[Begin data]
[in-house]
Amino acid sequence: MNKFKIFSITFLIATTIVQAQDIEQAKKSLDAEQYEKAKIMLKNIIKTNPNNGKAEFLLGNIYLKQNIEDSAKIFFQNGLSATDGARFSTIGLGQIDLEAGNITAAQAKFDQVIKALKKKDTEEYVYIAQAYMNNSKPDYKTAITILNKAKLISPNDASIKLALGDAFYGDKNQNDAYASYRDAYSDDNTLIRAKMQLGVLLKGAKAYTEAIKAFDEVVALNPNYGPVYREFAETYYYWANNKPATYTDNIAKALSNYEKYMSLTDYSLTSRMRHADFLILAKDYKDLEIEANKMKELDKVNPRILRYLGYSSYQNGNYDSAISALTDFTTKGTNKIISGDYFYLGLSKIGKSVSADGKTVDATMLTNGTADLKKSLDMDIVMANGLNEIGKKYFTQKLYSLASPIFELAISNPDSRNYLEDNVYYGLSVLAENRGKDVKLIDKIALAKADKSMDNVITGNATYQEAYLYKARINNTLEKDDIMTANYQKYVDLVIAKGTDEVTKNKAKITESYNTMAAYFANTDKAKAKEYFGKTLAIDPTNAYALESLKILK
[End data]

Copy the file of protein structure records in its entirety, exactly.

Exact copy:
[in-house]
Amino acid sequence: MNKFKIFSITFLIATTIVQAQDIEQAKKSLDAEQYEKAKIMLKNIIKTNPNNGKAEFLLGNIYLKQNIEDSAKIFFQNGLSATDGARFSTIGLGQIDLEAGNITAAQAKFDQVIKALKKKDTEEYVYIAQAYMNNSKPDYKTAITILNKAKLISPNDASIKLALGDAFYGDKNQNDAYASYRDAYSDDNTLIRAKMQLGVLLKGAKAYTEAIKAFDEVVALNPNYGPVYREFAETYYYWANNKPATYTDNIAKALSNYEKYMSLTDYSLTSRMRHADFLILAKDYKDLEIEANKMKELDKVNPRILRYLGYSSYQNGNYDSAISALTDFTTKGTNKIISGDYFYLGLSKIGKSVSADGKTVDATMLTNGTADLKKSLDMDIVMANGLNEIGKKYFTQKLYSLASPIFELAISNPDSRNYLEDNVYYGLSVLAENRGKDVKLIDKIALAKADKSMDNVITGNATYQEAYLYKARINNTLEKDDIMTANYQKYVDLVIAKGTDEVTKNKAKITESYNTMAAYFANTDKAKAKEYFGKTLAIDPTNAYALESLKILK